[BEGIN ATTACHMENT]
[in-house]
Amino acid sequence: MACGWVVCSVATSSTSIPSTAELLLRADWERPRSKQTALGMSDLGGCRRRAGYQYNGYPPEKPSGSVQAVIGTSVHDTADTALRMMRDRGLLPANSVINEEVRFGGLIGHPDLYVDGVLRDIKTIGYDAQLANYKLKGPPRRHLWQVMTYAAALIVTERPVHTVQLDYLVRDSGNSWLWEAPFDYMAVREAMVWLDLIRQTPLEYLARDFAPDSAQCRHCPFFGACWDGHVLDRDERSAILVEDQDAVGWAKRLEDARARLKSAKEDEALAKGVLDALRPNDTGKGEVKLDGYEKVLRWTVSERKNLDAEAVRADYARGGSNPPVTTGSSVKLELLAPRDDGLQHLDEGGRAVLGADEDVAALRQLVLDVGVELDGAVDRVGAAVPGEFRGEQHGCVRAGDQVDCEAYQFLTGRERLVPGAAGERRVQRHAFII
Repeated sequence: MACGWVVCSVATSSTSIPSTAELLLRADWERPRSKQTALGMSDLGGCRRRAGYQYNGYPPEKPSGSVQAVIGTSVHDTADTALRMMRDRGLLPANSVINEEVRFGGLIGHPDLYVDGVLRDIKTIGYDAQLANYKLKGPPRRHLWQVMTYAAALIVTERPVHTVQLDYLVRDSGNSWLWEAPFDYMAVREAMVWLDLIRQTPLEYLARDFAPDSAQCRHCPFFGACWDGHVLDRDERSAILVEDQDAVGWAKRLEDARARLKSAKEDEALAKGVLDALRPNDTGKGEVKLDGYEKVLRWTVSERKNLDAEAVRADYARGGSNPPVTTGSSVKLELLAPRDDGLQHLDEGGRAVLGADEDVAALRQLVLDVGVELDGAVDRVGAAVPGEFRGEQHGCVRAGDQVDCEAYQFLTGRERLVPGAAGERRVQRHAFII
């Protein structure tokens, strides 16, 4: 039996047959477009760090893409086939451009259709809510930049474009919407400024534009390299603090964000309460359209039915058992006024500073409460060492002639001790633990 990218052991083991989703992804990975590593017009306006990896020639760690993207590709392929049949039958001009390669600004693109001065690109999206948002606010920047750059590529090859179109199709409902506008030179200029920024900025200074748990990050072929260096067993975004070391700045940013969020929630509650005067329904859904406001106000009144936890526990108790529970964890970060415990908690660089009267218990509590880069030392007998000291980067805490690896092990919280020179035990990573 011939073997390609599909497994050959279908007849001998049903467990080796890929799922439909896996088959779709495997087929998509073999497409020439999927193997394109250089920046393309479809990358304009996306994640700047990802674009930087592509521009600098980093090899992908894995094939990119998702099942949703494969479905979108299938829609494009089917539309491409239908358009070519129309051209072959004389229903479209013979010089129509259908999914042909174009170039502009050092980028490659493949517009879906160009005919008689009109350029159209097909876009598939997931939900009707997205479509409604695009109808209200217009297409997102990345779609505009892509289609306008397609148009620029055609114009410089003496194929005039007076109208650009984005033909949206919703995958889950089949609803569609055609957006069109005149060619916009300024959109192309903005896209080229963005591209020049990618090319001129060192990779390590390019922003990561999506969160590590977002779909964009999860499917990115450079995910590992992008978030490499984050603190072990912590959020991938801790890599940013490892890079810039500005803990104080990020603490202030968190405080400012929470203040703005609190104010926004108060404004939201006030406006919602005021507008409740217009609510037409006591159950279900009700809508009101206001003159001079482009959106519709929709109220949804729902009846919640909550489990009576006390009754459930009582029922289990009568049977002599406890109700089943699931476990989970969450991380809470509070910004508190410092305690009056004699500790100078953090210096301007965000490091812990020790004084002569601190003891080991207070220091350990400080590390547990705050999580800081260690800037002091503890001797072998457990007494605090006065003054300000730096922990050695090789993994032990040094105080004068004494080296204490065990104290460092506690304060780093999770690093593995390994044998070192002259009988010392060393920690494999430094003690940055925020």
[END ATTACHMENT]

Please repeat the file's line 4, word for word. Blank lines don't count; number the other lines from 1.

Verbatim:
């Protein structure tokens, strides 16, 4: 039996047959477009760090893409086939451009259709809510930049474009919407400024534009390299603090964000309460359209039915058992006024500073409460060492002639001790633990 990218052991083991989703992804990975590593017009306006990896020639760690993207590709392929049949039958001009390669600004693109001065690109999206948002606010920047750059590529090859179109199709409902506008030179200029920024900025200074748990990050072929260096067993975004070391700045940013969020929630509650005067329904859904406001106000009144936890526990108790529970964890970060415990908690660089009267218990509590880069030392007998000291980067805490690896092990919280020179035990990573 011939073997390609599909497994050959279908007849001998049903467990080796890929799922439909896996088959779709495997087929998509073999497409020439999927193997394109250089920046393309479809990358304009996306994640700047990802674009930087592509521009600098980093090899992908894995094939990119998702099942949703494969479905979108299938829609494009089917539309491409239908358009070519129309051209072959004389229903479209013979010089129509259908999914042909174009170039502009050092980028490659493949517009879906160009005919008689009109350029159209097909876009598939997931939900009707997205479509409604695009109808209200217009297409997102990345779609505009892509289609306008397609148009620029055609114009410089003496194929005039007076109208650009984005033909949206919703995958889950089949609803569609055609957006069109005149060619916009300024959109192309903005896209080229963005591209020049990618090319001129060192990779390590390019922003990561999506969160590590977002779909964009999860499917990115450079995910590992992008978030490499984050603190072990912590959020991938801790890599940013490892890079810039500005803990104080990020603490202030968190405080400012929470203040703005609190104010926004108060404004939201006030406006919602005021507008409740217009609510037409006591159950279900009700809508009101206001003159001079482009959106519709929709109220949804729902009846919640909550489990009576006390009754459930009582029922289990009568049977002599406890109700089943699931476990989970969450991380809470509070910004508190410092305690009056004699500790100078953090210096301007965000490091812990020790004084002569601190003891080991207070220091350990400080590390547990705050999580800081260690800037002091503890001797072998457990007494605090006065003054300000730096922990050695090789993994032990040094105080004068004494080296204490065990104290460092506690304060780093999770690093593995390994044998070192002259009988010392060393920690494999430094003690940055925020």